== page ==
Sri Lanka has requested the International Monetary Fund (IMF) for urgent financial assistance and the global lender could consider it after initial reluctance, an aide to the country’s finance minister said.
Protests have erupted in the island nation as it battles a devastating financial crisis brought about by the effects of COVID-19, mismanaged government finances and rising fuel prices that have sapped foreign reserves.
A delegation headed by Sri Lanka’s finance minister Ali Sabry kicked off formal talks with the IMF in Washington, DC, on Monday for a programme the government hopes will help top up its reserves and attract bridge financing to pay for essential imports of fuel, food and medicines.
“The (foreign minister) made a request for a Rapid Financing Instrument (RFI) to mitigate the current supply chain issues, yet initially IMF of the view that it doesn’t meet their criteria,” Sabry’s aide Shamir Zavahir said on Twitter.
“However, India subsequently made representations on an RFI for (Sri Lanka) as well and IMF may consider this request due to the unique circumstances.”
request for a Rapid Financing Instrument (RFI) to mitigate the current supply chain issues,yet initially IMF of the view that it doesn’t meet their criteria. However,India subsequently made representations on an RFI for SL as well and IMF may consider this request due to the
— Shamir Zavahir (@ShamirZavahir) April 19, 2022
He added that the IMF “appears to be positive” towards granting an extended fund facility – a longer facility of up to four years with easier, and longer, repayment terms. “Ideally if this can be expedited, it can help stabilise things in the short term till long-term solutions kick in,” he tweeted.
Sri Lanka is seeking $3bn in the coming months from multiple sources including the IMF, the World Bank and India to stave off the crisis, Sabry told Reuters earlier this month.
Both India and China have already extended billions of dollars in financial support to Sri Lanka. Sabry met his Indian counterpart Nirmala Sitharaman on the sidelines of the IMF deliberations, and both sides said they agreed to deepen their cooperation.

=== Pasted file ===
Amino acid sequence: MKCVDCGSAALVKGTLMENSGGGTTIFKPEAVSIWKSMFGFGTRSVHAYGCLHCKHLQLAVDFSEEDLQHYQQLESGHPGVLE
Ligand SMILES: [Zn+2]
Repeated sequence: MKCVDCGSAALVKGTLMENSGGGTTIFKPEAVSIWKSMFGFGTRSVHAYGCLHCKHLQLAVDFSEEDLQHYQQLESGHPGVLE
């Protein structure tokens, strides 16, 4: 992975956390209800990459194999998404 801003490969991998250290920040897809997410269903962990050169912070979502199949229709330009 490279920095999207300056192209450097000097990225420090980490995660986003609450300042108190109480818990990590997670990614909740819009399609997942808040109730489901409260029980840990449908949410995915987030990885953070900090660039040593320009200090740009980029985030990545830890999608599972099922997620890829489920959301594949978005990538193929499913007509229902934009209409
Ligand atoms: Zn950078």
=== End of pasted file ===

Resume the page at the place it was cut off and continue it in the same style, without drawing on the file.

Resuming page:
“India will fully support the deliberations of Sri Lanka with the IMF, especially on the special request made for expediting an extended fund facility,” Sabry’s office said, citing his meeting with Sitharaman.
Sources have told Reuters India would keep helping out its neighbour as it tries to regain influence lost to China in recent years. Beijing is one of Sri Lanka’s biggest lenders and has also built ports and roads there.
Last week, the country’s central bank said it was suspending repayment on some of its foreign debt pending a restructure.
In the commercial capital Colombo, protests demanding the removal of President Gotabaya Rajapaksa have dragged on for more than a week.
In parliament on Tuesday, the prime minister reiterated a call for a unity government that the opposition has rejected.
In a bid to quell the protests and demands for their resignation, the Rajapaksa brothers have also offered to reduce the executive powers of the president by amending the constitution.
“Together with the support of the president, we will move towards broad constitutional reforms,” said Mahinda Rajapaksa, a former president himself. “We request for support from the public, the opposition and all other stakeholders.”
Sri Lanka’s opposition leader Sajith Premadasa is pushing to build support in parliament to change the constitution and remove the Rajapaksa family from power.
“We all have to swallow a bitter pill, or even several pills, because the consequences of irrationality throughout the past years have come home to roost,” Premadasa, leader of the main opposition Samagi Jana Balawegaya party, said in an interview with Bloomberg Television.
“It’s going to be a time of extreme austerity,” he added. “And people of Sri Lanka must comprehend this reality. But if we take these bold steps, we can overcome all the challenges, all the obstacles that we face.”